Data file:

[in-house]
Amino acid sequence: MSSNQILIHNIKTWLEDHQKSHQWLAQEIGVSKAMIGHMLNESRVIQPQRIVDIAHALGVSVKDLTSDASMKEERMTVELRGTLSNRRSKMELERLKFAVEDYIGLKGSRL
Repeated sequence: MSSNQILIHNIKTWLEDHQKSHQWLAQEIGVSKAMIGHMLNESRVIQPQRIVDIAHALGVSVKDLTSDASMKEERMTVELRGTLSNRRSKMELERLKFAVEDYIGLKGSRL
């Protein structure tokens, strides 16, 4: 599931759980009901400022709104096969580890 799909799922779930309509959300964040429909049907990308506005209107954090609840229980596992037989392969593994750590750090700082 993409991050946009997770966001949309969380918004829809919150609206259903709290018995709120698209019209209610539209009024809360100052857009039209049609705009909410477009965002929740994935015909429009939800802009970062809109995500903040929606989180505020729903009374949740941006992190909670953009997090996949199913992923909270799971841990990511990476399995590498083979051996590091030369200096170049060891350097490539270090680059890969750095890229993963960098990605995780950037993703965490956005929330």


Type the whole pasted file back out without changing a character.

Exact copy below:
[in-house]
Amino acid sequence: MSSNQILIHNIKTWLEDHQKSHQWLAQEIGVSKAMIGHMLNESRVIQPQRIVDIAHALGVSVKDLTSDASMKEERMTVELRGTLSNRRSKMELERLKFAVEDYIGLKGSRL
Repeated sequence: MSSNQILIHNIKTWLEDHQKSHQWLAQEIGVSKAMIGHMLNESRVIQPQRIVDIAHALGVSVKDLTSDASMKEERMTVELRGTLSNRRSKMELERLKFAVEDYIGLKGSRL
């Protein structure tokens, strides 16, 4: 599931759980009901400022709104096969580890 799909799922779930309509959300964040429909049907990308506005209107954090609840229980596992037989392969593994750590750090700082 993409991050946009997770966001949309969380918004829809919150609206259903709290018995709120698209019209209610539209009024809360100052857009039209049609705009909410477009965002929740994935015909429009939800802009970062809109995500903040929606989180505020729903009374949740941006992190909670953009997090996949199913992923909270799971841990990511990476399995590498083979051996590091030369200096170049060891350097490539270090680059890969750095890229993963960098990605995780950037993703965490956005929330």